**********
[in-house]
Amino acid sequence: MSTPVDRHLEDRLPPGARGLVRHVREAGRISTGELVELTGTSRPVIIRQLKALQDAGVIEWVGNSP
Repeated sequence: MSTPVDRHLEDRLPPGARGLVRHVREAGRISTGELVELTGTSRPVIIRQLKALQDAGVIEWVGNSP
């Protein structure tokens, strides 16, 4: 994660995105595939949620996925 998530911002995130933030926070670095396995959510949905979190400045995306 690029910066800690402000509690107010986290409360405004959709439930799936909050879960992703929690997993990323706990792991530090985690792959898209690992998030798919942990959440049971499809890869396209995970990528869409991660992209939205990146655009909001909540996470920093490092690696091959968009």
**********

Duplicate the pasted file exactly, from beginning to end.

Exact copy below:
[in-house]
Amino acid sequence: MSTPVDRHLEDRLPPGARGLVRHVREAGRISTGELVELTGTSRPVIIRQLKALQDAGVIEWVGNSP
Repeated sequence: MSTPVDRHLEDRLPPGARGLVRHVREAGRISTGELVELTGTSRPVIIRQLKALQDAGVIEWVGNSP
């Protein structure tokens, strides 16, 4: 994660995105595939949620996925 998530911002995130933030926070670095396995959510949905979190400045995306 690029910066800690402000509690107010986290409360405004959709439930799936909050879960992703929690997993990323706990792991530090985690792959898209690992998030798919942990959440049971499809890869396209995970990528869409991660992209939205990146655009909001909540996470920093490092690696091959968009």